Screw question

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"B A R R Y" wrote:

I'm with you.
Unless it is decorative, where brass/bronxe are required, I use coarse thread, self tapping, S/S for all projects.
Lew
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That deserves a cheer! ;)
R
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Garage_Woodworks wrote:

Depends on the "look" you want. All the platings other than galvanizing are for appearance mostly.
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Garage_Woodworks
There was a very good article in either Popular Woodworking or Fine Woodworking last month on just this topic. I am not near my magazines right now so I can't say which. Maybe another reader can.
Joe.... Website: www.srww.com Blog: www.srww.com/blog

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wrote:

When I have a need for metal screws I use plated deck screws for indoors and outdoors works. The source or procurement for me is at Home Hardware where I buy them by the pound. I also use SS screws for all boat work.
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Garage_Woodworks

There is an article by Glen Huey in the Summer 2008 issue of Woodworking Magazine...
John
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Unless you have a very specific application, the common unplanted dry lube will work fine. These are probably 10 times more resistant to snapping than dry wall screws. I have used dry lubed screws out doors with only a hint of discoloration after 15 years. This is not to say that you should use them out doors but about 15 years ago I used them along the rail road ties landscaping to string Christmas lights. They are still there and look fine.
Other choices work better for marine applications and or when aesthetics come into play. Typically the dry lubed if not visible will be plenty strong. I use at least a #8 for typical furniture and #10 for HD furniture applications that may carry some excess weight like table leg bracing.
Typically flat head works well with counter sunk holes, if exposed and on top of the flat surface a pan head works out well.
For about 25 years I have been using these dry lubed screws on all applications for indoor use regardless of wood. I built an oak desk about 22 years ago and have relocated it 3 times. To get through the doors it has to be partially disassembled, no corrosion has ever been evident when combining steel screws and oak. That said however if you use "SOAP" as a lubricant you will eventually have a reaction as soap contains water. Use a wax to lube your screws and you should have no problems.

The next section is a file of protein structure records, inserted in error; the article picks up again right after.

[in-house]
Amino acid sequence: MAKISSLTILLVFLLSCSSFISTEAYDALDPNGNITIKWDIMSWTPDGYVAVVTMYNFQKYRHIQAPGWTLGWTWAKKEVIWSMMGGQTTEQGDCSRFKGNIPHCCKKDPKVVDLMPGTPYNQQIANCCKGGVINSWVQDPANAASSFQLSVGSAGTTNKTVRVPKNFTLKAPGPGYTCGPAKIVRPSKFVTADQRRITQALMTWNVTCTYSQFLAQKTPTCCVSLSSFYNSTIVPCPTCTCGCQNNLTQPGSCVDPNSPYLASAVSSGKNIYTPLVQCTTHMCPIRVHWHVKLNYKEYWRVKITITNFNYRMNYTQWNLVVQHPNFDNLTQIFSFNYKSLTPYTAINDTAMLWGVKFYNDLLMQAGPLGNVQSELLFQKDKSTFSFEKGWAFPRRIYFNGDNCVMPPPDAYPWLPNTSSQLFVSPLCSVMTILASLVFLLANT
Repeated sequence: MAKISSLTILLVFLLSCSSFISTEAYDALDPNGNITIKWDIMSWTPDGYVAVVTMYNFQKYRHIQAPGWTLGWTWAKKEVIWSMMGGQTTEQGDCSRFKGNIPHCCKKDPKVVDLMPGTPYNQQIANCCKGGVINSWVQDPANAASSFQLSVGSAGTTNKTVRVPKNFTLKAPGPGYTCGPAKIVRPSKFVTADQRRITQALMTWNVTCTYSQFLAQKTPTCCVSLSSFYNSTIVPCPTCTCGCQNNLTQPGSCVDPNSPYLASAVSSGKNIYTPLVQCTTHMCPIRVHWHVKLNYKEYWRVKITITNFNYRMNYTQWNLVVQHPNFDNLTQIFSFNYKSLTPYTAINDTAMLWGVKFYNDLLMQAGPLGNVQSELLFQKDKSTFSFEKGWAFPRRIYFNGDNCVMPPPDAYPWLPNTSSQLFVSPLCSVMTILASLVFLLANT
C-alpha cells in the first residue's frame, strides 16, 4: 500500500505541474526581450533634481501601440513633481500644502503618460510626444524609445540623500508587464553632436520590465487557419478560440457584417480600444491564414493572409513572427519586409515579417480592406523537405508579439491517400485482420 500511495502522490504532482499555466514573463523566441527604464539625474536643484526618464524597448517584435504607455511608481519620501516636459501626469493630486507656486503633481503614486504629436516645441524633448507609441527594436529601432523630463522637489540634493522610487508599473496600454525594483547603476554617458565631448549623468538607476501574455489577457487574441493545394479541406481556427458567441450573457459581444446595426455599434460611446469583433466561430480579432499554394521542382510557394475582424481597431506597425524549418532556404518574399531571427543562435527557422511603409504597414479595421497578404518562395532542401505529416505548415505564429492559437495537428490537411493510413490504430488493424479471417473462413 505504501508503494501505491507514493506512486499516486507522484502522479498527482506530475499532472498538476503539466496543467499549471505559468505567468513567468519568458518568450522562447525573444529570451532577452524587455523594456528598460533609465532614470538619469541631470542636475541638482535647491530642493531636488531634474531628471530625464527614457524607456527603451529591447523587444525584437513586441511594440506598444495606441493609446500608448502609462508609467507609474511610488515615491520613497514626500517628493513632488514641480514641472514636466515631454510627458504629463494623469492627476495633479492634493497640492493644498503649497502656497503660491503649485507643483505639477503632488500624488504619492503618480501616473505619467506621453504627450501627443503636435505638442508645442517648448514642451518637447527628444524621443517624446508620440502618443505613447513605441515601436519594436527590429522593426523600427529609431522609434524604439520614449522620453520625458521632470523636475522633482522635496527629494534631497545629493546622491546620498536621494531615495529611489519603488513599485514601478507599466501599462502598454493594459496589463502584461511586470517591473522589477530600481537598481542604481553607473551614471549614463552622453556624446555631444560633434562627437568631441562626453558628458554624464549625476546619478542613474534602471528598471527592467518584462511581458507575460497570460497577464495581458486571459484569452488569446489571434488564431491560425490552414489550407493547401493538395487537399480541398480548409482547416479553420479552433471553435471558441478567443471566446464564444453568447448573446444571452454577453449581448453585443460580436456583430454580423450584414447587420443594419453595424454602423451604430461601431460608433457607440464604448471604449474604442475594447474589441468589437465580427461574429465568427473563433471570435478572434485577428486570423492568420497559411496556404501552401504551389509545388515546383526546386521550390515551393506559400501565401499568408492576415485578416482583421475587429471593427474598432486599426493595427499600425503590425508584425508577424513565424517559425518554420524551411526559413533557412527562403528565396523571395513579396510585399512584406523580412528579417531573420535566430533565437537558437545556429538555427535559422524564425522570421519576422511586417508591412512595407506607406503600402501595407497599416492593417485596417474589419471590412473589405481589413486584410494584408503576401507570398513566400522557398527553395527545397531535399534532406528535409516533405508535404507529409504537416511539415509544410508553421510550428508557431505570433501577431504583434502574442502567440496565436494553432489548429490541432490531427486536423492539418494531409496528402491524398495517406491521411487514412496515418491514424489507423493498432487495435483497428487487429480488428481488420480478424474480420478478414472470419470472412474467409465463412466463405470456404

And needless to say, go with the square drive and or combo head and buy an assortment of square drive bits. I prefer 2" and 6" lengths. I have had better luck with the 2 piece bits rather than the solid one piece bits. IIRC the 2 piece design helps absorb some of the shock when using a power driver and or impact. I have had several 1 piece designs break and typically the 2 piece designs simply wear out.
Additionally I highly recommend getting one of the larger combo packages that McFeeleys offers as once you switch to these screws you never want to use a screw from the borg again. I probably keep 3 or 4 thousand on hand at any given time in sizes from 3/8" through 3" in #4, #6, #8, and #10. I really do not want to use any other kind of screw if I can help it. The assortments offer a pretty good value and you get a pretty good sampling of common sizes. I store these screws in 9 steel parts bin drawers. Screws in larger quantities become heavy of a container and these steel drawers allow dividers to separate different length screws.
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<SNIP of very helpful info>

Thank you! I ordered an assortment (#8 black oxide) last night. I get 100 each of 3/4" through 2-1/2".
They state on their web page that the coated screws have the same strength as the uncoated. I think I am use to the black oxide from using dry wall screws for so long so I went with those.
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Yeah, strength changes when you change types of material to make the screw. The black oxide will be more consistent in color, the dry lube can vary from gun metal grey to slightly brown. You be fine with those.
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Nonsense.
This is a perfectly good place to ask a question so long as it is woodworking-related...
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